- Talk to your children about their interests. Find out what sports or physical activities appeal to them.
- Recognize and respect your child's reasons for playing a sport or practising a physical activity. They might want to compete for medals and titles, or simply to have fun and socialize through activity.
- Be positive about your child's efforts, regardless of results. (Research has shown that children retreat from activity when their parents become demanding about results.)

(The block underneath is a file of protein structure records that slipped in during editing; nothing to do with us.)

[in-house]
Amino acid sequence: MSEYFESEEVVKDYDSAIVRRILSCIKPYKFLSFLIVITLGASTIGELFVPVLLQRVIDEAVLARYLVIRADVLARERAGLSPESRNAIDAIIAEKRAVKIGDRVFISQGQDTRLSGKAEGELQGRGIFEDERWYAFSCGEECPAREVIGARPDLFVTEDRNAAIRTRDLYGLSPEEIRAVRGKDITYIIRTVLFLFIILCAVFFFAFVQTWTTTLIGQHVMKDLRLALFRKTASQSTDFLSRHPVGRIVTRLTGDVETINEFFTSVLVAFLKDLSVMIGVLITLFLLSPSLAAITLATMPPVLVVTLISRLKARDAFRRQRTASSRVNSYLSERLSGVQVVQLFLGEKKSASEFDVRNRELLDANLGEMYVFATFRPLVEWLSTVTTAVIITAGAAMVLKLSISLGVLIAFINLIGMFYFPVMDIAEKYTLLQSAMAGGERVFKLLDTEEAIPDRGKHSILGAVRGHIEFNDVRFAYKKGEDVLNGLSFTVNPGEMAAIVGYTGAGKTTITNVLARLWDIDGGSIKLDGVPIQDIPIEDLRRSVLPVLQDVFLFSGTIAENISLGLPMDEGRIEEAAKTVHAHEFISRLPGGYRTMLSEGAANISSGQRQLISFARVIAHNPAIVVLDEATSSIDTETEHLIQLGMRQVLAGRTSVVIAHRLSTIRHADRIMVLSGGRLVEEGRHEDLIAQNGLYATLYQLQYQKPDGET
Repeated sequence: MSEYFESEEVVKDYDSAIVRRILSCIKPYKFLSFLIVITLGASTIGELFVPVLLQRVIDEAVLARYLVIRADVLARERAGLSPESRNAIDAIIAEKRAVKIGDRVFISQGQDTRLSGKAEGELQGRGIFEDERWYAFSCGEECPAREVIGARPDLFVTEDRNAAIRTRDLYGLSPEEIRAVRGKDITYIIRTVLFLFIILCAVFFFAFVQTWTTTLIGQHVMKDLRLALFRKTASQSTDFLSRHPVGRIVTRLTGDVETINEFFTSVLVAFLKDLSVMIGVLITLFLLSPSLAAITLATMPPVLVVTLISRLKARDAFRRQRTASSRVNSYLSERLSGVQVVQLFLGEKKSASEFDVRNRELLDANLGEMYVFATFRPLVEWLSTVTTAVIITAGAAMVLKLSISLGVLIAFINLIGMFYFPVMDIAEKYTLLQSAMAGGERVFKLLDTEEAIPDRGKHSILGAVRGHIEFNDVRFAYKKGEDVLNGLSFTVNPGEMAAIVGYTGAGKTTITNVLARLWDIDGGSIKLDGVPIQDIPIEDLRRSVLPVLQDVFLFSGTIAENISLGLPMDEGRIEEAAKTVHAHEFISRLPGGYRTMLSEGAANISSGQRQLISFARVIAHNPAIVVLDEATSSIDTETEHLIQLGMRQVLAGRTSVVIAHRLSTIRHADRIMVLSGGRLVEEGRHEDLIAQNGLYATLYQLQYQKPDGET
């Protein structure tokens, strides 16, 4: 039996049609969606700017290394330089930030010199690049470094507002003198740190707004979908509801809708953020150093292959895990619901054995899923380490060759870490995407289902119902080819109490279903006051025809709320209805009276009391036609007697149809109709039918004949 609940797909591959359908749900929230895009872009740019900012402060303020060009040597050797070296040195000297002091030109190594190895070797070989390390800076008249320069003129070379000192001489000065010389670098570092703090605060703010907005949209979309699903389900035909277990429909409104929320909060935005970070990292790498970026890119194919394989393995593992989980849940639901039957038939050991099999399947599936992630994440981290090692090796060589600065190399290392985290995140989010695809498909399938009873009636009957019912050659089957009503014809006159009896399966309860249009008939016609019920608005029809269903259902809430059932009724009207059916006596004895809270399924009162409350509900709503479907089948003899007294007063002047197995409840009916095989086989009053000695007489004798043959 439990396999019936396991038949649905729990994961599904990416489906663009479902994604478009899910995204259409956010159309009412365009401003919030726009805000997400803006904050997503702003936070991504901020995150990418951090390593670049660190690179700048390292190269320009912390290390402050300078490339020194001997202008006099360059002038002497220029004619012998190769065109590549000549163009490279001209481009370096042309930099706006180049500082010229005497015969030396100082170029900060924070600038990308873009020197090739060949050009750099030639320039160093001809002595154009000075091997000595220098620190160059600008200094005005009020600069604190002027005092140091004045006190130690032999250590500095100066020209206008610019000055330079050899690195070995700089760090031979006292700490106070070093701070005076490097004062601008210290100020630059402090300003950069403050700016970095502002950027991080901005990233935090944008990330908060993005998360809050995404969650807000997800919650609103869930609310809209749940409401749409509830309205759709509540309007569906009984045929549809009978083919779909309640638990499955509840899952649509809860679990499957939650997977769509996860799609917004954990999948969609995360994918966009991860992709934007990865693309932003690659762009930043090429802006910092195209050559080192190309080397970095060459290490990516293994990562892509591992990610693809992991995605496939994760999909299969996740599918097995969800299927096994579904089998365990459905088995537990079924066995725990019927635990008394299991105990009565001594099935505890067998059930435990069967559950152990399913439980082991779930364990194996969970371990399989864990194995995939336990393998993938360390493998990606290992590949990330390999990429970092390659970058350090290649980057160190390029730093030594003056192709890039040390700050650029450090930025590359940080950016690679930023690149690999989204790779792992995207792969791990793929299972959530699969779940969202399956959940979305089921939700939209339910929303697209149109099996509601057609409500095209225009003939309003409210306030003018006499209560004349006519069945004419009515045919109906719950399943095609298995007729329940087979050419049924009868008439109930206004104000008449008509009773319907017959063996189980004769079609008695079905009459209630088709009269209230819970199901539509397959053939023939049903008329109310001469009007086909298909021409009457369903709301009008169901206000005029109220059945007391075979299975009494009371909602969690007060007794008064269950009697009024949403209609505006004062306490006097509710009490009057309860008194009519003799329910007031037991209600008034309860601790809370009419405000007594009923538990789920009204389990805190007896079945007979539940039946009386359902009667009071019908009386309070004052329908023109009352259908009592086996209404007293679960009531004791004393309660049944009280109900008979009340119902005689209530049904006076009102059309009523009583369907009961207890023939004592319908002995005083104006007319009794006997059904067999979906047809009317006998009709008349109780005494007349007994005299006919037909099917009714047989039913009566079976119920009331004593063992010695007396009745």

- Support your child's activities as a parent, not as a 24-hour coach. Your role is to help with transportation, good nutrition, rest and a balanced lifestyle.
- For girls 6-8 and boys 6-9, check if your child's activities address the ABCs of athletic development - agility, balance, coordination and speed.
- For girls 8-11 and boys 9-12, identify three sports or physical activities that your child enjoys and focus on those during the course of a year.
- For girls 11-15 and boys 12-16, celebrate it if your child is identified as a special talent, but be cautious about having them specialize in one sport, event or position before age 13-14.
- Be careful your child doesn't over-train or over-compete, as injury and burnout can result.
Adapted from Tips for Parents, Canadian Sport for Life.Report Typo/Error